Rogue Carver on the Loose in Italy
Part 30, Italian Memories at the Local Grocery Store
A week and a day have now passed since I returned home from my 3 month Tuscan Adventure and while I might be back in body my mind is still apt wander back to Italy quite of its own accord whenever it sees fit.
See the little flat patch of green in the center left of the photo above? Woody Creek lies just about slap bang in the middle of it, 6 or so miles from the Airport, maybe 8 into Aspen. Between the ridge line in the foreground and the snow peaked mountains on the horizon (July 2nd, 2014) lies the area commonly known as the Upper Roaring Fork. It is within this alpine bowl that I live my life as a sculptor and from which I sought sanctuary in Tuscany for the months of April, May and June of this year. For whatever Aspen and this valley may conjure in your mind’s eye I am sure much of it is true. It is at times, and in places, excessive beyond belief. It’s often way over the top and so moneyed as to be vulgar, but whatever it is – it is, and doesn’t really much care what the rest of the world thinks about it, in fact the fast-cat uber-rich persona is much prized and vaunted by many from the Mayor on down to the chamber of commerce and beyond. Luckily however, for those who live here, it also happens to be one of the loveliest and most magnificently pastoral places on earth. But one thing we who live here all know; whichever way the pilot approaches Aspen airport it is one hell of a steep, dramatic and scary/scenic decline, which is why I was somewhat taken aback when the plane reeled into a steep to left-hand turn to present a map-like ‘tourist’s eye’ view of Aspen, its airport and ski town credentials… a rather unusual view of the town from my experience.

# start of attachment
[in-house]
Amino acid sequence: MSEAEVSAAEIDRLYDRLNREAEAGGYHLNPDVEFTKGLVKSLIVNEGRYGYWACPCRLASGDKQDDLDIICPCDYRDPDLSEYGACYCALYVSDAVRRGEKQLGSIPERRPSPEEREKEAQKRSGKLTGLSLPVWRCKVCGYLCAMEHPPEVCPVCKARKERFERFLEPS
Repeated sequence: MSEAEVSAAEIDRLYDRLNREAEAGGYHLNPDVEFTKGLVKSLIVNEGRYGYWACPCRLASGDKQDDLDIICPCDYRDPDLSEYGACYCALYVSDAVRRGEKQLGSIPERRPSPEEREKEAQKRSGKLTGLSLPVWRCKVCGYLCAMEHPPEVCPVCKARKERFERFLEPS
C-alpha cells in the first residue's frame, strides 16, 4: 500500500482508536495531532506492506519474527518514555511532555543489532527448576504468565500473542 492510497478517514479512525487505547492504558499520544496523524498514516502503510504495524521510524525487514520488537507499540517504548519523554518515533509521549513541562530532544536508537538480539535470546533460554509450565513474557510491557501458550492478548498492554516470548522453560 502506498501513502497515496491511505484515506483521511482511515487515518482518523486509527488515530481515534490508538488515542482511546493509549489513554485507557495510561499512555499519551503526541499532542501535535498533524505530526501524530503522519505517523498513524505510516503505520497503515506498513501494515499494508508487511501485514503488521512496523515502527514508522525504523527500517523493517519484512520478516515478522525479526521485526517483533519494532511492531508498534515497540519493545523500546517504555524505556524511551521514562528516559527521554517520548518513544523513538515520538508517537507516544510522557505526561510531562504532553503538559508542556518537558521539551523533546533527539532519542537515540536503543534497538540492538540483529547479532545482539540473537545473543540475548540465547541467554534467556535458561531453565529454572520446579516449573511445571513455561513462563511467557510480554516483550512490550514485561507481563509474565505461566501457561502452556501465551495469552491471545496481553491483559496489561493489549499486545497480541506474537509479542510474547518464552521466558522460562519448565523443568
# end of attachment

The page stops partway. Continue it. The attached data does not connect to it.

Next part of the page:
With a tip of the wing Aspen re-emerges as my new old reality. Woody Creek is actually just off this picture to the top right corner, but wherever you live at this end of the valley Aspen is at the center of everything… with the proud exception of Woody Creek that is – home for the past ten years.
It really has taken me a week to re-acclimatize to life almost 8,000 feet up in the Rocky Mountains. Odd things appear to me almost as if I am experiencing them for the first time. The familiar landscape assumes a novel aspect. I actively reacquaint myself to American driving laws and etiquette after three months off the leash on Italian roads. My phone still shows Italian time. Lucca, with its massive 500 year old walls – so thick its possible to cycle around them 3 or 4 abreast, with its narrow alleyways and winding commercial streets, still entertains and enthralls my ever willing mind.
In an earlier post I mentioned a long held philosophy of mine: I don’t travel in order to see new things but to see things anew. Case in Point, a trip to my familiar ol’ supermarket. I’m not sure that anything separates, divides and solidifies such opposing principles and values as the philosophy, practice and habits of the two country’s driving cultures. In Italy it is speed first. Speed, second. And speed third – please, speed up why don’t you ? Here in the ‘Roaring Fork’ it’s speed at your peril. And I’m OK with that, I quite like it in fact. I am not a fast driver, outside of Italy… but over there everyone is driving fast and so it doesn’t count.